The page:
Sunday, June 23, 2024

Africa needs USD 64 Billion for Water Investment Annually


The African Union Development Agency says the continent needs to invest Sixty-Four (64) Billion United States Dollars towards water and sanitation services on an annual basis if the livelihoods of communities in Africa are to improve.

Speaking when she addressed the International High-Level Panel on Water Investments for Africa during the 2022 Stockholm World Water Week, African Union Development Agency Chief Executive Officer, Ms Nardos Bekele-Thomas, stated that of the 64 billion dollars needed for investment, only 10 billion to 19 billion dollars is invested each year, leaving Africa with an investment gap of 45 million to 54 billion dollars annually.

Ms Nardos Bekele-Thomas said there is no conceivable way that Africa can achieve its developmental agenda without a rapid acceleration of investment into the continent’s water and sanitation infrastructure, systems, financing mechanisms, and institutional framework.

“Project preparation, lack of financing, and execution have been identified as key obstacles to advancing the water sector agenda in Africa,” Ms Bekele-Thomas said

She noted that the African Union Development Agency – New Partnership for Africa’s Development established and operating pursuit to the assembly Decision (AUDA-NEPAD) will continue with sustained efforts to mobilize partners, including Direct Financing Institutions, the private sector and others, to support the transformation of the investment outlook for Program for Infrastructure Development in Africa.

Ms Bekele-Thomas added that the transboundary water projects will through the Scorecard report biannually to the Africa Union (AU) Assembly on the progress in tracking, gaps, and bottlenecks in the mobilization of water investments.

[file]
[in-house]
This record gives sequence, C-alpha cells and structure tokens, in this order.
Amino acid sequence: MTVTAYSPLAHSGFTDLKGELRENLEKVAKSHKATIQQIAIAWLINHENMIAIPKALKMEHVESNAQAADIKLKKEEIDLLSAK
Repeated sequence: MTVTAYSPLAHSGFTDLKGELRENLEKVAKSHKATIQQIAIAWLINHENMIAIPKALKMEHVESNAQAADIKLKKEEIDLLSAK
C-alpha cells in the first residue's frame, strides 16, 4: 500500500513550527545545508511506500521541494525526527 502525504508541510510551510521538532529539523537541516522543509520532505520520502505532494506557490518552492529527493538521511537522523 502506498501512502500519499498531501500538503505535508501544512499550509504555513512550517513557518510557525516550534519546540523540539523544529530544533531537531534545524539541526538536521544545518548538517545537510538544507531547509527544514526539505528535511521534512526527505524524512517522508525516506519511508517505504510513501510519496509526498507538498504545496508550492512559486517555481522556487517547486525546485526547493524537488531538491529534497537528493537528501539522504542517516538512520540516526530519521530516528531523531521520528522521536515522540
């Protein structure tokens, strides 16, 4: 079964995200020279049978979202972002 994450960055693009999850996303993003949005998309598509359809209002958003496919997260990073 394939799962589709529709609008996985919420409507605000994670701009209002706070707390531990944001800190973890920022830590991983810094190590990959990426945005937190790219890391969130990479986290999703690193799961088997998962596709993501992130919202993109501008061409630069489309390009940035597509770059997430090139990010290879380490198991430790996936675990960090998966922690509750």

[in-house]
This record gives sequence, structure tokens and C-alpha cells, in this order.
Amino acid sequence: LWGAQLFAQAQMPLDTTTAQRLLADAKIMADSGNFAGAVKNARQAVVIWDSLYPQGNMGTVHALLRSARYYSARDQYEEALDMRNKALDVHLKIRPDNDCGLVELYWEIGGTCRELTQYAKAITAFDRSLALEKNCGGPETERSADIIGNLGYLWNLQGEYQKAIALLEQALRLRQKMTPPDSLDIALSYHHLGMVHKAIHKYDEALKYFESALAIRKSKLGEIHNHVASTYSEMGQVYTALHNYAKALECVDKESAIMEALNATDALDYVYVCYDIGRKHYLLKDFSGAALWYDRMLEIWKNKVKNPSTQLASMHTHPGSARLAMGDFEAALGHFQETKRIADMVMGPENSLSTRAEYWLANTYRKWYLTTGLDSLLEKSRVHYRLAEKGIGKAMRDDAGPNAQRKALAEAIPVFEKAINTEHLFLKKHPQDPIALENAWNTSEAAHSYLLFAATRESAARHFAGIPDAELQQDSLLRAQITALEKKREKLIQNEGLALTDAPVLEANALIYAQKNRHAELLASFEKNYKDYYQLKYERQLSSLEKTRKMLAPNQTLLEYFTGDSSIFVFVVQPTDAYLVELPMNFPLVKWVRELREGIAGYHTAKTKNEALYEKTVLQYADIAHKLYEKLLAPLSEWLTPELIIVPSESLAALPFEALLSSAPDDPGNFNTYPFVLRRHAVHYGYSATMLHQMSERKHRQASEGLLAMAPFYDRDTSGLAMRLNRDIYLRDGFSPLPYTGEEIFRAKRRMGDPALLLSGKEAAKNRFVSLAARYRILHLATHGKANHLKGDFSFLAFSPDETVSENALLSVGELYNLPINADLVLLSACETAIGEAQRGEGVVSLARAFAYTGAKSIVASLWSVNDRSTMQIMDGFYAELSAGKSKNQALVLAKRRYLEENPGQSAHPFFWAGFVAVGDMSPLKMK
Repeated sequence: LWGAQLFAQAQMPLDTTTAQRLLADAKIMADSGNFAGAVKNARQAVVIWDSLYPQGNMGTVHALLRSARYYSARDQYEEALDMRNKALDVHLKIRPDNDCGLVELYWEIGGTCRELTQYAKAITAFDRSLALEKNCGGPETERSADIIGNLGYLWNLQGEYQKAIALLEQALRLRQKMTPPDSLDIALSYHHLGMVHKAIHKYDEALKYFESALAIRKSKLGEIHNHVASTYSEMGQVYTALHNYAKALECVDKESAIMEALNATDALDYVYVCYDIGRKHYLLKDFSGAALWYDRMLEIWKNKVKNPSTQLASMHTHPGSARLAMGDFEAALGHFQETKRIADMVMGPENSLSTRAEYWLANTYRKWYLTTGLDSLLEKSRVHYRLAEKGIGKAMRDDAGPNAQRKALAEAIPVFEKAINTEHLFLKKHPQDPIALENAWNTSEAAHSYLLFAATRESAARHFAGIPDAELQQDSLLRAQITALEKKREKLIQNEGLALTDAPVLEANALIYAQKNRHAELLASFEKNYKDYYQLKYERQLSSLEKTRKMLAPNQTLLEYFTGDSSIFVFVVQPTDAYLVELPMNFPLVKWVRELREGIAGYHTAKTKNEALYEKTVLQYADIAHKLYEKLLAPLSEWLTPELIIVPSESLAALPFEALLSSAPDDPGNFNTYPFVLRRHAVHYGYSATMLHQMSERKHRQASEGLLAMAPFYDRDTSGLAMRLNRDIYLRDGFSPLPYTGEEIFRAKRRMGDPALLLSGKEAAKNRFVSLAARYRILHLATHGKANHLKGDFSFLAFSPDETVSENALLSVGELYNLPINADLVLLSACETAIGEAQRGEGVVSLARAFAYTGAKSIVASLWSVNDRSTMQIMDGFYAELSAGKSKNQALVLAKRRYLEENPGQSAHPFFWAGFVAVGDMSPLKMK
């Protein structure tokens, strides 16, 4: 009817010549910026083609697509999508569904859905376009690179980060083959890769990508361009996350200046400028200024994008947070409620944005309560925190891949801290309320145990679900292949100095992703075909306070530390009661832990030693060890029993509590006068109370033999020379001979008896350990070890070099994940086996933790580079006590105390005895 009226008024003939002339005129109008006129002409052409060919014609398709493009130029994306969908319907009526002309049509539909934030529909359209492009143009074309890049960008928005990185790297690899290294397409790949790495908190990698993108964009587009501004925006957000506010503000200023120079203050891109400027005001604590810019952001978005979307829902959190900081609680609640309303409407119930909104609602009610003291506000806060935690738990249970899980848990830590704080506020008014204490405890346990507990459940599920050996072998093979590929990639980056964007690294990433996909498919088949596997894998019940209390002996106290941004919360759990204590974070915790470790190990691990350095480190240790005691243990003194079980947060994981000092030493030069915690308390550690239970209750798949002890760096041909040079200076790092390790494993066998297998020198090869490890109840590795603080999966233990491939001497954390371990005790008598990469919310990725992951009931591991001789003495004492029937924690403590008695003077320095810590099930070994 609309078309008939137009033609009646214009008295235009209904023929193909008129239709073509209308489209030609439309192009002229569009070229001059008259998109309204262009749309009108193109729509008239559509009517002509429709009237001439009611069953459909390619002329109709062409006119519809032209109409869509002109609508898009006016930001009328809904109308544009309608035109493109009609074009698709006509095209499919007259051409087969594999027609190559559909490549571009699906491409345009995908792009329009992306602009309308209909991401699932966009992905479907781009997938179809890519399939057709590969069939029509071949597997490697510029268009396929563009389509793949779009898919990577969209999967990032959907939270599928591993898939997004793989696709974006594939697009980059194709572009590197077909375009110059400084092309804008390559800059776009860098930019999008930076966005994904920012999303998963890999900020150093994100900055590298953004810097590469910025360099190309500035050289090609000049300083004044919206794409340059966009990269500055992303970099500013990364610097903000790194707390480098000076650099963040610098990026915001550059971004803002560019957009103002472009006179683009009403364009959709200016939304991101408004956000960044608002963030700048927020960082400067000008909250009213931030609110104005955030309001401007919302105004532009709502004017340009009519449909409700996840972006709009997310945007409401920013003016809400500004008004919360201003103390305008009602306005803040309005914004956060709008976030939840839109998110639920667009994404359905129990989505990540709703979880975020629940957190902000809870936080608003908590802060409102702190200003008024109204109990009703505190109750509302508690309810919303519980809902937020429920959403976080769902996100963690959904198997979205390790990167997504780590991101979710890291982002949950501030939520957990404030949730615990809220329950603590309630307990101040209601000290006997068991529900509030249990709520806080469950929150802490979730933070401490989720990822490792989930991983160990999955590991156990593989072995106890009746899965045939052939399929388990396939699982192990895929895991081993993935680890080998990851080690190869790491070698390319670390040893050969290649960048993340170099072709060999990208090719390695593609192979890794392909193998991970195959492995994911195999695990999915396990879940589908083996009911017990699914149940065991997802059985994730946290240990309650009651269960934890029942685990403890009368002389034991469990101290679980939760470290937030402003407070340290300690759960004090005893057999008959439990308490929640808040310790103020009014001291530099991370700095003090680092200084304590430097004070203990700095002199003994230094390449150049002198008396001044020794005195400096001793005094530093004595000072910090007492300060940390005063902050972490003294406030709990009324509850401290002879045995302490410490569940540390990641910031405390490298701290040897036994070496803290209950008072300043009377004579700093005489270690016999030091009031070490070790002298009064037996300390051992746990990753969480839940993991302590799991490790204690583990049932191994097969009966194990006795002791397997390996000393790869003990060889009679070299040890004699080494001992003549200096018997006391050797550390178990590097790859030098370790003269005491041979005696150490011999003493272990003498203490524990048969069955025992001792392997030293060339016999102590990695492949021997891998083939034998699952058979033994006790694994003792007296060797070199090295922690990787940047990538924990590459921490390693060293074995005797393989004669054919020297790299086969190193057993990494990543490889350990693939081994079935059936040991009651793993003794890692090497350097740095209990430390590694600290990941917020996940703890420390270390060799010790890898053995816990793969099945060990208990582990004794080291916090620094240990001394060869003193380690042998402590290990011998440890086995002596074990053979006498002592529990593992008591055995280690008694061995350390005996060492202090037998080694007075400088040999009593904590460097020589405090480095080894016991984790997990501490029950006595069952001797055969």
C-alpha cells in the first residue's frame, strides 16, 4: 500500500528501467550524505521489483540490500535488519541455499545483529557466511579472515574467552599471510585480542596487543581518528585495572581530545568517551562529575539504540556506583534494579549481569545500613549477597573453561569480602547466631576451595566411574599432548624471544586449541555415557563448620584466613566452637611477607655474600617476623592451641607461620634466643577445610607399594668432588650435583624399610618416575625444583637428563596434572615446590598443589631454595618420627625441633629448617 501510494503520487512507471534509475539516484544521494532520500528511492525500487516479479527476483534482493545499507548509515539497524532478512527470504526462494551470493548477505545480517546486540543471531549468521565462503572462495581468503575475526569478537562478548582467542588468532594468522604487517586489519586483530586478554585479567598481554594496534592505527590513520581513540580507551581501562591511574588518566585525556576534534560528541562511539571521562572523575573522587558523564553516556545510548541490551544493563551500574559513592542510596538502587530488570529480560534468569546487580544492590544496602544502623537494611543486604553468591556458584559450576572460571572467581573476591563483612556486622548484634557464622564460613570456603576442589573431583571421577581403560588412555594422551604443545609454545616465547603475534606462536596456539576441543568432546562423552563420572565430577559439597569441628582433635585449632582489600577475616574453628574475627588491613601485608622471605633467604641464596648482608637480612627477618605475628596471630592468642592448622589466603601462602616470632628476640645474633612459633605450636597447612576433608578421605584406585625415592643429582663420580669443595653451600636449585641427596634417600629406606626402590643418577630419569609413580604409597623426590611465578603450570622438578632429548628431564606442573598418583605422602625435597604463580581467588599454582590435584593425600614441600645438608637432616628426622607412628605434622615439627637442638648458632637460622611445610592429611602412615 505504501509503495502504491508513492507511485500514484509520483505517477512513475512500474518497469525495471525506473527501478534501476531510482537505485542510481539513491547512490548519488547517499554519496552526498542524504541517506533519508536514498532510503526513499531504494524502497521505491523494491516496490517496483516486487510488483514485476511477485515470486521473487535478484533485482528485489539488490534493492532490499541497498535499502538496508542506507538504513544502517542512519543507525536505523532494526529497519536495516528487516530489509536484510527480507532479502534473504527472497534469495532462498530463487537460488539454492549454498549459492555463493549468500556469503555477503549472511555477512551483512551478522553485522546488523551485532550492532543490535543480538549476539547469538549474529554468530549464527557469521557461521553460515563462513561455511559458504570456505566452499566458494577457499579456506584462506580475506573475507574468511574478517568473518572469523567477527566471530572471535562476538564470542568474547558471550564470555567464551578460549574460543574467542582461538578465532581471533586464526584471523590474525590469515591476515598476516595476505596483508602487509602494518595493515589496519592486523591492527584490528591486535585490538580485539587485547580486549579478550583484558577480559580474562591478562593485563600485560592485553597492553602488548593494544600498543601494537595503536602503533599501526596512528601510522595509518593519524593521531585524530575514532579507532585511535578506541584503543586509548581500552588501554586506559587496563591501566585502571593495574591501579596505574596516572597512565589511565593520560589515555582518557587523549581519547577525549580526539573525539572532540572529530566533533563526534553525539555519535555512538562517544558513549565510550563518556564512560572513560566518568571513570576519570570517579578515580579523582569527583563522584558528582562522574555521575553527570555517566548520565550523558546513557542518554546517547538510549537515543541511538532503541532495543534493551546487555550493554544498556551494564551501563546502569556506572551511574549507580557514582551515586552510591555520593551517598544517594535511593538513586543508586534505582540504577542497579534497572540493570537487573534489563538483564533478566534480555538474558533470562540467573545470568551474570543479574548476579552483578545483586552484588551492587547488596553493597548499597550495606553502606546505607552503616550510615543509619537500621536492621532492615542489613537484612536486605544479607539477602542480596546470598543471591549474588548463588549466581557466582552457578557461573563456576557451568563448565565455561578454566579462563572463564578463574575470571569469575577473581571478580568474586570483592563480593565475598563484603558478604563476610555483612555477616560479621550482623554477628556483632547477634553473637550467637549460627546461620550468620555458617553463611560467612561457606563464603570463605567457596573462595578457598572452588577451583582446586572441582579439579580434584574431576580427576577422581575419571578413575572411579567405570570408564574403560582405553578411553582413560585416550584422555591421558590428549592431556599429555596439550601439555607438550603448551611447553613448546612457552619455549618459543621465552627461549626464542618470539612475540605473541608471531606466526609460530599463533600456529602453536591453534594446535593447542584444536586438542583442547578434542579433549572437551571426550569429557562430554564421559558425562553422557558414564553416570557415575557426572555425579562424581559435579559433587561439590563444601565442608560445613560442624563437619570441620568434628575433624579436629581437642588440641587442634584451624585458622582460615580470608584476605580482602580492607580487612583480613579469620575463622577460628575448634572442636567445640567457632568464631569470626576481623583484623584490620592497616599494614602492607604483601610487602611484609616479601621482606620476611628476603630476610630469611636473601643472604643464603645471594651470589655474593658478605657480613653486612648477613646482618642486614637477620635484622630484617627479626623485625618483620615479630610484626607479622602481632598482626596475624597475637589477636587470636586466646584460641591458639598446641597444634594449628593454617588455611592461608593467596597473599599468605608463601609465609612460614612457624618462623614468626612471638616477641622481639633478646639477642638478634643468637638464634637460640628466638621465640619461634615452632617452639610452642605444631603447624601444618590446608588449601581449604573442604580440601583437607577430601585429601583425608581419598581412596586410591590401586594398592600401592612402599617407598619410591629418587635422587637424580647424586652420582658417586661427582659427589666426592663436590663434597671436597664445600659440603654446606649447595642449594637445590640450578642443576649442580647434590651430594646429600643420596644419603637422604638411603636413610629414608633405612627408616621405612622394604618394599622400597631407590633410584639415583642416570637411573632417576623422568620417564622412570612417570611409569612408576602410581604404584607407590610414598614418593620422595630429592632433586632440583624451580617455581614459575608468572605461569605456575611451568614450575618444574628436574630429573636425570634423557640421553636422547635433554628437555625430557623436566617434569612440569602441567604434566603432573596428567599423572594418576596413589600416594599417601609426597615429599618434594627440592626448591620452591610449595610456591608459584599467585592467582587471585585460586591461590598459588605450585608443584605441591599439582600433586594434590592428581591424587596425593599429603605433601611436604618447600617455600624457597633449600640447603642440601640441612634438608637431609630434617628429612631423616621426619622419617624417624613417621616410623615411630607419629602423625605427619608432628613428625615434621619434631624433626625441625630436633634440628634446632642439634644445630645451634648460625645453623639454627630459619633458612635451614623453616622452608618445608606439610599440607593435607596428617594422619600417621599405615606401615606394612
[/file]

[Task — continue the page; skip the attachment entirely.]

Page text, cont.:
Meanwhile, Minister of Water Development and Sanitation Mike Mposha stated that the private sector is key in ensuring the effective implementation of the Zambia Water Investment Programme through Public-Private Partnerships (PPPS) and other innovative financing initiatives using the blended financing approach.

Speaking at the International High-Level panel on water investments session during World Water Week, in Stockholm, Sweden, Mr Mposha said that there is need to recognise partnerships as an opportunity for all African States and stakeholders to gain inspiration on how similar programmes can be formulated and implemented for all African Countries.

The Minister cited that the Zambia Water Investment Programme should not be seen as an undertaking for Zambia only, but rather it should be viewed as the beginning of many similar initiatives at a country level on the African continent.

The Minister has since encouraged other member States from within the African continent to emulate Zambia on the milestone.

Mr Mposha added that sustainable development, and water security entails that governments and stakeholders must ensure access to adequate quantities of acceptable quality water for all as this is necessary in order to sustain livelihoods, human well-being and socio-economic development.

“This will ensure environmental sustainability, ecosystem preservation and resilience against the negative impacts of climate change and water related hazards such as droughts and floods,” Mr Mposha added

He highlighted that the success factors for attaining national, regional and international water security will depend on how well countries collectively address the enabling

factors such as good governance, transboundary cooperation, peace and political stability, and financing.

“It was clear that the government of the Republic of Zambia would not achieve its aspirations on its own and that it will need to partner with key stakeholders particularly the private sector,” Mr Mposha said

The Water Investments Programme is a Project that is aimed at supporting economic transformation, enhancing resilience through water, while strengthening water and sanitation governance that will ensure that progressive strides are made to enable various communities both in rural and peri-urban areas have access to clean and safe water, improved sanitation levels thus improving the livelihood of the people.


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